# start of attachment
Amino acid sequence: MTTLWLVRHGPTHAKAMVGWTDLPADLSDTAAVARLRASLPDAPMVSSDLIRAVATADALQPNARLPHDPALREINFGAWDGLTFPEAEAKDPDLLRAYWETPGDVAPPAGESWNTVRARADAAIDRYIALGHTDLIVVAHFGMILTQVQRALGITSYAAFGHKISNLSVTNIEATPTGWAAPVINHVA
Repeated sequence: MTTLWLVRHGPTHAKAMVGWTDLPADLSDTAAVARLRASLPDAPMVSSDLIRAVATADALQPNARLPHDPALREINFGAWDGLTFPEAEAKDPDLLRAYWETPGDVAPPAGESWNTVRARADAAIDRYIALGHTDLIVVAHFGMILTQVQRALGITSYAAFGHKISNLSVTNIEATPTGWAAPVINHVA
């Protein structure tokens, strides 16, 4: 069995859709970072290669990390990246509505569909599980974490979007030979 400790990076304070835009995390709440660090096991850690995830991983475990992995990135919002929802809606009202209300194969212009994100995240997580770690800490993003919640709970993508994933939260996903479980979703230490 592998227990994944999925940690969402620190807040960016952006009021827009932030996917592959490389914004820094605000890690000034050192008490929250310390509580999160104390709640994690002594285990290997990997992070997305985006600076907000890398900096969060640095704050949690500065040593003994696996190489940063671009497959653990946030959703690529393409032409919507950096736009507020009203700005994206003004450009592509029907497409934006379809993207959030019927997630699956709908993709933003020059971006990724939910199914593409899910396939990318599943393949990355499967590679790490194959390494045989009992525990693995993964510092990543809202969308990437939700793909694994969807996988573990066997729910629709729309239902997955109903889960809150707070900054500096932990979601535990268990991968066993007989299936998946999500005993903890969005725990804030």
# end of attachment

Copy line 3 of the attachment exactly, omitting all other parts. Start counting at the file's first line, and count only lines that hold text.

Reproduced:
């Protein structure tokens, strides 16, 4: 069995859709970072290669990390990246509505569909599980974490979007030979 400790990076304070835009995390709440660090096991850690995830991983475990992995990135919002929802809606009202209300194969212009994100995240997580770690800490993003919640709970993508994933939260996903479980979703230490 592998227990994944999925940690969402620190807040960016952006009021827009932030996917592959490389914004820094605000890690000034050192008490929250310390509580999160104390709640994690002594285990290997990997992070997305985006600076907000890398900096969060640095704050949690500065040593003994696996190489940063671009497959653990946030959703690529393409032409919507950096736009507020009203700005994206003004450009592509029907497409934006379809993207959030019927997630699956709908993709933003020059971006990724939910199914593409899910396939990318599943393949990355499967590679790490194959390494045989009992525990693995993964510092990543809202969308990437939700793909694994969807996988573990066997729910629709729309239902997955109903889960809150707070900054500096932990979601535990268990991968066993007989299936998946999500005993903890969005725990804030």